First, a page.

Wednesday, 14 March 2012

RRDTool, and C# .NET bindings

RRDTool is pretty much ubiquitous in Linux/Unix cluster environments – or at least, it is in those I’ve worked with. It provides simple but highly reliable round-robin database services into which you can dump pretty much any metric you like. It’ll keep a running dataset at the granularity and duration you define; enable you to export data in chart and xml form; and even perform some useful analysis.

These days I’m typically working in Windows environment, and typically most clients I work for need some sort of dashboard to aggregate information about their clusters and grids. For a long time RRDTool was a pain to build on Windows, and there was no single .NET wrapper. The front runner – NHawk – actually spawned rrdtool processes rather than wrapping the underlying libs direct.

Now it turns out that someone’s contributed .NET bindings to the trunk of RRDTool. I figured I’d see if I could get it working, on 64bit Win7 (although actually x86 is fine for my app), under Visual Studio 2010.

I checked trunk out from SVN and took a look.

The first thing is to set up the dependencies – I tried to take a short cut and begin with a GTK+ package, but found it’s best to start with the files mentioned explicitly in the WIN32_BUILD_TIPS file.

There were a few apparently non-serious build errors in the rrdlib project. In several places explicit casts from void* were required on malloc, realloc. Also, there was some skipping of variable initialization in switch statements – latter can be fixed just by enclosing in a block.

Running through the tutorial with rrdtutorial raised one problem – an error claiming “No positional legend found”. The error was generated in rrd_graph_helper.c. The log showed that this was a work in progress, so I updated to the preceding version, built and it worked apparently fine.

After that I built the .NET bindings – basically fine, although I wrangled everything to x86 in the end just to get started. But then – nothing was being exported. There’s a .def file in the lib solution, but it doesn’t appear to exist any more. So: I wrapped a copy of the public method declarations in #ifdef WIN32, and prefixed with __declspec(dllexport), then rebuilt the .NET binding solution and: success.

All looks good to go. Next step is to grab metrics from windows performance counters in a C# app and see what I can present through RRDTool.

Saturday, 10 March 2012


It was like Christmas again: new blades arrived to add to our UAT and Production environments. And to start with, everything seemed rosy: twice the number of cores, to start with, and the installation of our server code went pretty smoothly.

Then I spun everything up, and watched all our processes die. No meaningful error messages, just some flurries of forlorn my-child-went-away pleas for help in our workflow manager logs.

Stumped, I wondered if I should be looking at the “socket forcibly closed” exceptions I could see that indicated my-child-went-away; but no. The child processes were just dying, and these errors were just an artefact. Later, the workflow manager eventually timed out the children, noting that they’d already finished with error code –254667849. Or something similar; the set varied.

I fired up eventvwr and there it was – a veritable storm of .NET framework errors in the application logs, with two characteristically repeated, one of which was:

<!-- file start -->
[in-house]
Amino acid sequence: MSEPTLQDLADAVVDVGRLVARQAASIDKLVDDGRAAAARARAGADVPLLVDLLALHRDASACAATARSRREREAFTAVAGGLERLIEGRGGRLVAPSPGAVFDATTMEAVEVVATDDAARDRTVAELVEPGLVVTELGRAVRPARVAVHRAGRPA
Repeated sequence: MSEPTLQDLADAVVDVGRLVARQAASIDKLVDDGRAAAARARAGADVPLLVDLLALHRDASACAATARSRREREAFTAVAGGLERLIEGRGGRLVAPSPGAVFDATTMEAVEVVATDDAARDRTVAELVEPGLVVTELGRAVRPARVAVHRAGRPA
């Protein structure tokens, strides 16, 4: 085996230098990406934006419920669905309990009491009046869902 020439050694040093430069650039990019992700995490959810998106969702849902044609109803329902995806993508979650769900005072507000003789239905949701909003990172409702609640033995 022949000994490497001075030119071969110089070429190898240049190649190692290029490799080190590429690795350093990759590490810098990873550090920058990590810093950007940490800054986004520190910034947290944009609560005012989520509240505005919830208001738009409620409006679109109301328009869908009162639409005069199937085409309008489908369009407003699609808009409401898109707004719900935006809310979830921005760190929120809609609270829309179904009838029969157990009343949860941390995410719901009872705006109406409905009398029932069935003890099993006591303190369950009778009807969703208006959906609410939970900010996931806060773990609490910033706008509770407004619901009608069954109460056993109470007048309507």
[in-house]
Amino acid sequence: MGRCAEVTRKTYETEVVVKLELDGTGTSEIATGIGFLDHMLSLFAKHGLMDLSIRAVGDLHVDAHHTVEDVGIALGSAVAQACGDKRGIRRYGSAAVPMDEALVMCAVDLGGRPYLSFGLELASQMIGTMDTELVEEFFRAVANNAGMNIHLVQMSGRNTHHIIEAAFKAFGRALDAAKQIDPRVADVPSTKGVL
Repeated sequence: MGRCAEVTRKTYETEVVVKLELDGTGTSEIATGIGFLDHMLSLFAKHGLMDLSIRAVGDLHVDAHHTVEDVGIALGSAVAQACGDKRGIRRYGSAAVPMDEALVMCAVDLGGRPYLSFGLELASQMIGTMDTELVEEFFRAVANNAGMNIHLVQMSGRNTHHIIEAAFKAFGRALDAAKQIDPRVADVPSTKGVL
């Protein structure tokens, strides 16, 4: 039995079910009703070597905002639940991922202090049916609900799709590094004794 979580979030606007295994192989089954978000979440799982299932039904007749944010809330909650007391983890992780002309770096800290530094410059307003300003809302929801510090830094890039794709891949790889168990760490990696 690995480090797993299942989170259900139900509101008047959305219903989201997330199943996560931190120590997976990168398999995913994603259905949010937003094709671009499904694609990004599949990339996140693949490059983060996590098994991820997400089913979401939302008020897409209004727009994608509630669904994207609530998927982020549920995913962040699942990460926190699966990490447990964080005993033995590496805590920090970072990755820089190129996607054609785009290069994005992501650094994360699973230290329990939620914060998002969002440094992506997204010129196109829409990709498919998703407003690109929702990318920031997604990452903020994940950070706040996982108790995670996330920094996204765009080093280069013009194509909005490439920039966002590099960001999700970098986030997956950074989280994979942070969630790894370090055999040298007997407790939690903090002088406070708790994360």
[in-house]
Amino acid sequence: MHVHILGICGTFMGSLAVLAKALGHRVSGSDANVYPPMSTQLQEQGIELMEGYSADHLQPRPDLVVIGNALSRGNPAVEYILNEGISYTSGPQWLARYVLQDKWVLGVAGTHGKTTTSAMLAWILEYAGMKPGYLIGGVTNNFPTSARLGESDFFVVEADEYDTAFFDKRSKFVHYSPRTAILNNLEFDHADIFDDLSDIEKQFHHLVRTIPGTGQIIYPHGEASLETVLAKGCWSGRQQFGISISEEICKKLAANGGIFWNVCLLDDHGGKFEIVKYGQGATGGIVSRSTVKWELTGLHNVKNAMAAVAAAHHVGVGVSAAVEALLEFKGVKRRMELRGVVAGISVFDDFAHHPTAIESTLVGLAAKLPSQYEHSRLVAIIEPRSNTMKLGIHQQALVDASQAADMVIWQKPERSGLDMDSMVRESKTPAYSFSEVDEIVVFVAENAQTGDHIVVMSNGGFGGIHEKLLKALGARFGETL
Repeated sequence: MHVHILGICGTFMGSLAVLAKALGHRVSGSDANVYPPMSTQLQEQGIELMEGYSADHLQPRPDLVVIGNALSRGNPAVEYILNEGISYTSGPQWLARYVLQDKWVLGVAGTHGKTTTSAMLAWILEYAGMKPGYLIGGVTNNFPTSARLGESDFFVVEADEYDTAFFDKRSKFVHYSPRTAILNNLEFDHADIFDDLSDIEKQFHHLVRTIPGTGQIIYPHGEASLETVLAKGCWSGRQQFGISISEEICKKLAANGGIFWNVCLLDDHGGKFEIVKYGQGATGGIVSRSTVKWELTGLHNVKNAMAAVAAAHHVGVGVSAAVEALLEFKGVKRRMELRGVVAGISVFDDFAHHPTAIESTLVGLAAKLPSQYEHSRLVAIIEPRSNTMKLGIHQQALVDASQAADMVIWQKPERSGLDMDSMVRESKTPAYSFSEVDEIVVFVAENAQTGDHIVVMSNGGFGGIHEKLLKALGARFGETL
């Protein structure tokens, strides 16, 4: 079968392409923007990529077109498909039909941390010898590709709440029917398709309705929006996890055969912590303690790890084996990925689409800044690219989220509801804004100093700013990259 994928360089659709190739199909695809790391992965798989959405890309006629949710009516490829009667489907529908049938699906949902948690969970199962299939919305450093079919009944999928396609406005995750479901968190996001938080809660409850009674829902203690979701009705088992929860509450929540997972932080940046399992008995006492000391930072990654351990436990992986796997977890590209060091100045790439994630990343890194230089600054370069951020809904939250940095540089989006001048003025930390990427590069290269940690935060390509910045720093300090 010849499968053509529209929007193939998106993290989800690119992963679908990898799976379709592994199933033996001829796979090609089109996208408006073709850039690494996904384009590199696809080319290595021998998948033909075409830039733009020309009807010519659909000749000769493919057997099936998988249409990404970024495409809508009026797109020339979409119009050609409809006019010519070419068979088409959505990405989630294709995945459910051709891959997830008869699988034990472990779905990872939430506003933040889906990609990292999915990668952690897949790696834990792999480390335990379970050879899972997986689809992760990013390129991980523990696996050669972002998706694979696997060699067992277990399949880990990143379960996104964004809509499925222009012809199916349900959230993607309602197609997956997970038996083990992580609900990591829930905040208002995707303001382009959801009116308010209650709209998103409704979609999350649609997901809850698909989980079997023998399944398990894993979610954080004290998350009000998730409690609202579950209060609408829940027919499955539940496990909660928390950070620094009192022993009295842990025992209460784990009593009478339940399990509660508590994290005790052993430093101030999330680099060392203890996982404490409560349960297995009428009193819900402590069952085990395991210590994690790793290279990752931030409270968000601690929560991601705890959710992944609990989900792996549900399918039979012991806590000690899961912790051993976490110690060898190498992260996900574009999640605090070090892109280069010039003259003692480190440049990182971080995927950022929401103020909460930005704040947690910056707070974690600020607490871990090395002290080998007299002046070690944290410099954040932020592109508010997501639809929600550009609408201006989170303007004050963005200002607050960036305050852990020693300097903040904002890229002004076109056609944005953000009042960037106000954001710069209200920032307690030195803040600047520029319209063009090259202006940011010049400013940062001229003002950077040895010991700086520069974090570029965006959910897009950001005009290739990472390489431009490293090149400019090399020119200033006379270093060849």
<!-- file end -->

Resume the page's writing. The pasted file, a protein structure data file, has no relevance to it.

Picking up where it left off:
.NET Runtime version 2.0.50727.3607 - Fatal Execution Engine Error (7A09795E) (80131506)

What followed turned out to be several hours of searching and getting rapidly downhearted. The whole of the internet seemed to have seen this very exception, and it seemed critically linked to either trying to run a process as a user that had no associated user profile on the box, or to vague “problems in the .NET 3.5 SP1 on Win 2k3 64bit boxes” that no-one – except one particularly determined individual and his team – seemed to get to the bottom of.

I checked: the user had an associated profile. I went to get some coffee.

I had to get a clearer picture of where our workers were dying. I installed the Debugging Tools for Windows and SysInternals suite on the box and then stopped.

The child processes were dying, but they were being spun up by a workflow manager. How was I going to get windbg to attach if I couldn’t spin up the process myself? They died immediately – there’s no way I’d be able to attach in time.

Luckily, Chris Oldwood knew the way. The gflags app in the Debugging Tools set let’s you configure a lot about the debug environment – and lets you even specify that for a given app (under the ImageMap tab) you should spin up a specific debugger – like c:\program files (x86)\debugging tools for windows (x86)\windbg.exe, for example.

It even worked! I pushed some work through the system and watched windbg attach, and let it run through to the exception. !analyze –v took an age – over 10 minutes – without actually giving me any information, so I used procdump to make a full dump, and analyzed that on my own machine.

procdump -ma TaskEngine.exe d:\some\temp\directory\TaskEngine.dmp

There, !analyze -v brought up two things. One, that it was dying while trying to make a SQL Server connection, and another that it might be having trouble associating a user context with the login

Trying with independent tools from that box also fail to connect to the database. The database was definitely up – I had to talk to it to push work through the system. The native client installed on the box is the same version as that installed on the existing servers.

Something’s clearly missing, and as yet, I don’t know what.